Euroland is in a crisis that is slowly but surely spreading from one periphery country to another; it will eventually reach the center. The blame is mostly heaped upon supposedly profligate consumption by Mediterraneans. But that surely cannot apply to Ireland and Iceland. In both cases, these nations adopted the neoliberal attitude toward banks th...
Article
Full-text available
Over the past two decades a group of us has developed an alternative approach to monetary theory that integrates the insights of Knapp’s (1924) state money approach (also called chartalist and adopted by Keynes (1930, 1914)), the credit money view of Innes (1913, 1914), Lerner’s (1943, 1947) functional finance approach, Minsky’s (1986) views of ban...
Article
It is commonplace to link neoclassical economics to 18th- or 19th-century physics and its notion of equilibrium, of a pendulum once disturbed eventually coming to rest. Likewise, an economy subjected to an exogenous shock seeks equilibrium through the stabilizing market forces unleashed by the invisible hand. The metaphor can be applied to virtuall...
Article
Full-text available
President Dimitri B. Papadimitriou and Senior Scholar L. Randall Wray argue that the common diagnosis of a "sovereign debt crisis" ignores the crucial role of rising private debt loads and the significance of current account imbalances within the eurozone. Profligate spending in the periphery is not at the root of the problem. Moreover, pushing aus...
Chapter
In this chapter we will turn to what government ought to do. This chapter will specifically treat only sovereign government — one that issues its own currency. From the chapters above, that will make it clear that we are addressing only a government that does not face an affordability constraint. In this chapter we will examine alternative views ab...
Chapter
In previous sections we have examined in some detail the three balances approach developed largely by Wynne Godley. In some sense all of that is preliminary to examining the nature of modern money. Further, a key distinguishing characteristic of MMT is its view on how government really spends. Beginning with this chapter we will develop our theory...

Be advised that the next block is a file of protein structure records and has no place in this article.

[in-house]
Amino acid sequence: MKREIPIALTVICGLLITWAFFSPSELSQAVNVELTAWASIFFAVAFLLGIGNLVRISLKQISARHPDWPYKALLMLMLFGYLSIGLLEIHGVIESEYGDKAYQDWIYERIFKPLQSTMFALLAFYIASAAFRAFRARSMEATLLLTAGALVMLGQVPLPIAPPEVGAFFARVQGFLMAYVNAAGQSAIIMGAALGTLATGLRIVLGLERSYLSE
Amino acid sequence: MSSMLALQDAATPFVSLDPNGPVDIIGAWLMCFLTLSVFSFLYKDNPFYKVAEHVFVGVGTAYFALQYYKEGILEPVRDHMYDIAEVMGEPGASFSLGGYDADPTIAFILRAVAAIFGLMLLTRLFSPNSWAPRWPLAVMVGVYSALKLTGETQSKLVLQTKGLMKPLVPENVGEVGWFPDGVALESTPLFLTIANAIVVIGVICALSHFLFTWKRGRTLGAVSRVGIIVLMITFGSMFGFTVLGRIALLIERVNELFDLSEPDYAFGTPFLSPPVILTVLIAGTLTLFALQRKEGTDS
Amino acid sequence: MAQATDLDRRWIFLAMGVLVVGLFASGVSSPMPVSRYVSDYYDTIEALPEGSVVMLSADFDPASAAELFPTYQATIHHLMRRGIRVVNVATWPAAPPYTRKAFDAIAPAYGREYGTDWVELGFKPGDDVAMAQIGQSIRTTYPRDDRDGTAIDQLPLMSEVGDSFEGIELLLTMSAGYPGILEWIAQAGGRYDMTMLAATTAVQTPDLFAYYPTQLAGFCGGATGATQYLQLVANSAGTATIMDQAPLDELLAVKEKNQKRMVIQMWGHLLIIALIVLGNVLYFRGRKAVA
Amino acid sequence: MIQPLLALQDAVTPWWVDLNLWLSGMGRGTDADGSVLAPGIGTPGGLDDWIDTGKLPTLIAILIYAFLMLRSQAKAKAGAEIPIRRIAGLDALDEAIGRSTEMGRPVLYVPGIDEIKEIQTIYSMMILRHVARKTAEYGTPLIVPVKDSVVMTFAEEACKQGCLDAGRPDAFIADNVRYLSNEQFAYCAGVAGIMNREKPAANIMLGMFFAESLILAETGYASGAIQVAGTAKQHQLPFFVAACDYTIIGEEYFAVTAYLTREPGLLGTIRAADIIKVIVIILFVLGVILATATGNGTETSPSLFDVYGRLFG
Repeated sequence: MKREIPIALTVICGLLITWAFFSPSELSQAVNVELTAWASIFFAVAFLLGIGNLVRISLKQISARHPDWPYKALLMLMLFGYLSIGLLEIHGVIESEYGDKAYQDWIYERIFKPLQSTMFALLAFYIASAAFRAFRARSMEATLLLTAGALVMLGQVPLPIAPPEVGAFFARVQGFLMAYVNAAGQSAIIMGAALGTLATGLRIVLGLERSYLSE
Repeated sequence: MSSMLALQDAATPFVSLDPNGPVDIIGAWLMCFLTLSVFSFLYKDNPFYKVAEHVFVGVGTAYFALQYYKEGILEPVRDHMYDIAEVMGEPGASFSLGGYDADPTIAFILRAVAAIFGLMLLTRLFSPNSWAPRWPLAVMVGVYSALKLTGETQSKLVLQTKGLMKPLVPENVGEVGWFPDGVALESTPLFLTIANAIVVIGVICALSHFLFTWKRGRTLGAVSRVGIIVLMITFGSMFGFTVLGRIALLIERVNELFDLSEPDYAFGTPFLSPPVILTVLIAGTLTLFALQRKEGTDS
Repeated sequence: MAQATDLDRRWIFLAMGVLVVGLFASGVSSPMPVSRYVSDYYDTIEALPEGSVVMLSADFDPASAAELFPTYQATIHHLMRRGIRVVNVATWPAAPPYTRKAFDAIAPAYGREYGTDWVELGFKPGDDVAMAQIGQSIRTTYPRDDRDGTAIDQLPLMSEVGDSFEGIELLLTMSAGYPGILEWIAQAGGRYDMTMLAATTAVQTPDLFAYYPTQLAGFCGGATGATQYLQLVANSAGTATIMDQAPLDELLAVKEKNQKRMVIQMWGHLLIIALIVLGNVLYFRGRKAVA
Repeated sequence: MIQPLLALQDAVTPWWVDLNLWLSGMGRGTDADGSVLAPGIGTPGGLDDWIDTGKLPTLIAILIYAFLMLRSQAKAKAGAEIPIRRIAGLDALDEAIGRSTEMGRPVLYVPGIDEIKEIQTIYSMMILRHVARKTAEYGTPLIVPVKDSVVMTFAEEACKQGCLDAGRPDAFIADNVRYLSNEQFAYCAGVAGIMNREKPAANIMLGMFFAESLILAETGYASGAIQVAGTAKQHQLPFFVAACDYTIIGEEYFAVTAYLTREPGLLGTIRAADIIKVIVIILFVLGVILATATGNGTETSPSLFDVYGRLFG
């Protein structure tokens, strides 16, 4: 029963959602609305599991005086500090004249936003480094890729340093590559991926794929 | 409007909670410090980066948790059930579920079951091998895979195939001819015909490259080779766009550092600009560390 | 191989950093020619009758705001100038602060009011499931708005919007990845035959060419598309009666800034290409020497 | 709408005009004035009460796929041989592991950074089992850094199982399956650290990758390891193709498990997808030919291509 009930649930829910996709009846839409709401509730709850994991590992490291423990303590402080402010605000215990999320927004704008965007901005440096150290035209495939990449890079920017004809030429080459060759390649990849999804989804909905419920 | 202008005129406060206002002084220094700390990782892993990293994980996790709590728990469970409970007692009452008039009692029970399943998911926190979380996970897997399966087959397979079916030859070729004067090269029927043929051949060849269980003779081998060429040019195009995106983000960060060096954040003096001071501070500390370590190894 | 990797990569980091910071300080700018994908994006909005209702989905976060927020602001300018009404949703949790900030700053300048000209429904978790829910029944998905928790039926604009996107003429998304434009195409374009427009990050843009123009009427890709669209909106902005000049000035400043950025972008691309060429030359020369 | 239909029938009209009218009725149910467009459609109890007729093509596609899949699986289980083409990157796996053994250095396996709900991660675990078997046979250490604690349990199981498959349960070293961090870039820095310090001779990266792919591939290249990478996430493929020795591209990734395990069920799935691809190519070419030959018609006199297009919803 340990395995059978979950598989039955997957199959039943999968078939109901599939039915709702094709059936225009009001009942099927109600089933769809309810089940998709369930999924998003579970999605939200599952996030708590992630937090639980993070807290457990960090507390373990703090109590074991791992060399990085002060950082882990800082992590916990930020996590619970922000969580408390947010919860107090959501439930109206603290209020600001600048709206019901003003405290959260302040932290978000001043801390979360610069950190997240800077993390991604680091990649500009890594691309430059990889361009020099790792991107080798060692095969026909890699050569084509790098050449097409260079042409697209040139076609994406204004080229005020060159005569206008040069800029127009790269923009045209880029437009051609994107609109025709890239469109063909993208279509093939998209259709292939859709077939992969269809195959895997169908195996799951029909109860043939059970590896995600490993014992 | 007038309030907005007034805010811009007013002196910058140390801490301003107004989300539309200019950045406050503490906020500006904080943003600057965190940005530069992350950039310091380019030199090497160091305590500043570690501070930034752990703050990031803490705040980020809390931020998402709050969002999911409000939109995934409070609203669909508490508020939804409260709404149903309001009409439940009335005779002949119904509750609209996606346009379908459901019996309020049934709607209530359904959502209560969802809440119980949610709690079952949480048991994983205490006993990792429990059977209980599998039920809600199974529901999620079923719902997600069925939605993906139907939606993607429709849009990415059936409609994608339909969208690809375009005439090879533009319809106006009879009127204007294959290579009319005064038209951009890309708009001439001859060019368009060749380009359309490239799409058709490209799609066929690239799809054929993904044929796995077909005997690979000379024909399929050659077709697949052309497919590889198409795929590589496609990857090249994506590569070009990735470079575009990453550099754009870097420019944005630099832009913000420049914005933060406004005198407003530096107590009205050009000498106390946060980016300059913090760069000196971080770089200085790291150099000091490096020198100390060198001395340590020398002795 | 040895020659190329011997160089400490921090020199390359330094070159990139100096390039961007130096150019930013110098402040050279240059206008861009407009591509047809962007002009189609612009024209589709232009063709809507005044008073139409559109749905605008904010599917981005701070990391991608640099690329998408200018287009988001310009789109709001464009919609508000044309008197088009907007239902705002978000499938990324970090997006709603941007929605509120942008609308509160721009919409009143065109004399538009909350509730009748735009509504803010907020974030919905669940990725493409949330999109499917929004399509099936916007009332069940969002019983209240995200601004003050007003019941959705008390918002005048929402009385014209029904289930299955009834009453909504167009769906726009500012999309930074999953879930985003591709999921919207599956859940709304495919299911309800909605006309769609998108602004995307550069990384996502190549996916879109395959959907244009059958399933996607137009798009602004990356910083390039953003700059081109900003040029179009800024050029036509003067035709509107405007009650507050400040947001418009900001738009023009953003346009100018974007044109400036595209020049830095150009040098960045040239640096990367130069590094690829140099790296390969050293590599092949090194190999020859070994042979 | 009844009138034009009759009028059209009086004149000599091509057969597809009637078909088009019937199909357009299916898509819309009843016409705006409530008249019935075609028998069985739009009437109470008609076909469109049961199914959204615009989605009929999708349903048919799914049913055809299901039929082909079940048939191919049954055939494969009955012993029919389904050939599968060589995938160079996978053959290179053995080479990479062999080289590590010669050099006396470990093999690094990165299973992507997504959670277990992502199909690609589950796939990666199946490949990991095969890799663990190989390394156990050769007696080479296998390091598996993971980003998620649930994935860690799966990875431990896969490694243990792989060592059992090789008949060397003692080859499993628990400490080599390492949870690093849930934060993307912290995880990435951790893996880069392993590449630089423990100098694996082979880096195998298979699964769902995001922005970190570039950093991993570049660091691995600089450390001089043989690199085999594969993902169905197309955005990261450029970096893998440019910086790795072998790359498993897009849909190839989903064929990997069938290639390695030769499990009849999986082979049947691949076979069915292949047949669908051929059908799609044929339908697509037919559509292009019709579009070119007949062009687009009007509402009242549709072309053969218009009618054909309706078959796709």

Chapter
In this chapter we will begin to examine our next topic: government spending, taxing, interest rate setting, and bond issue — that is, we will examine fiscal policy for a government that issues its own currency. Note that it is not possible to completely separate fiscal policy from monetary policy, especially in the area of the issue of treasury de...
Chapter
The previous discussions were quite general and apply to all countries that use a domestic currency. It does not matter whether these currencies are pegged to a foreign currency or to a precious metal, or whether they are freely floating — the principles are the same. In this chapter we will examine the implications of exchange regimes for our anal...
Chapter
All “modern money” systems (which apply to those of the “past 4000 years at least” as Keynes put it) are state money systems in which the sovereign chooses a money of account and then imposes tax liabilities in that unit. It can then issue currency used to pay taxes. In this chapter we return to our analysis of the operation of today’s monetary sys...
Chapter
In this chapter we will examine policy that will promote full employment with price stability. Most economists believe that full employment and price stability are inconsistent. Indeed, unemployment is seen as a “tool” to be used to promote price stability. In this chapter we first examine an approach to full employment that is consistent with MMT,...
Chapter
In this chapter we are going to begin to build the necessary foundation to understand modern money. Please bear with us. It may not be obvious at first why this is important. But you cannot possibly understand the debate about the government’s budget (and critique the deficit hysteria that has recently gripped many nations) without understanding ba...
Chapter
In an important sense our task throughout this monograph has been to develop a theory of the nature of money. When asked “What is money?”, most people respond — quite reasonably — that money is used to buy something. This gets at money’s use as a medium of exchange, which is of course the most familiar use. If pressed further, most would also say t...
Chapter
The Queen of England famously asked her economists why ‘no one saw it coming’ – referring, of course, to the global financial collapse that began in early 2007. In fact, many economists, market participants, and even policymakers did recognize problems. Since the beginning of the crisis, I have been arguing that Hyman Minsky had been studying the t...
Article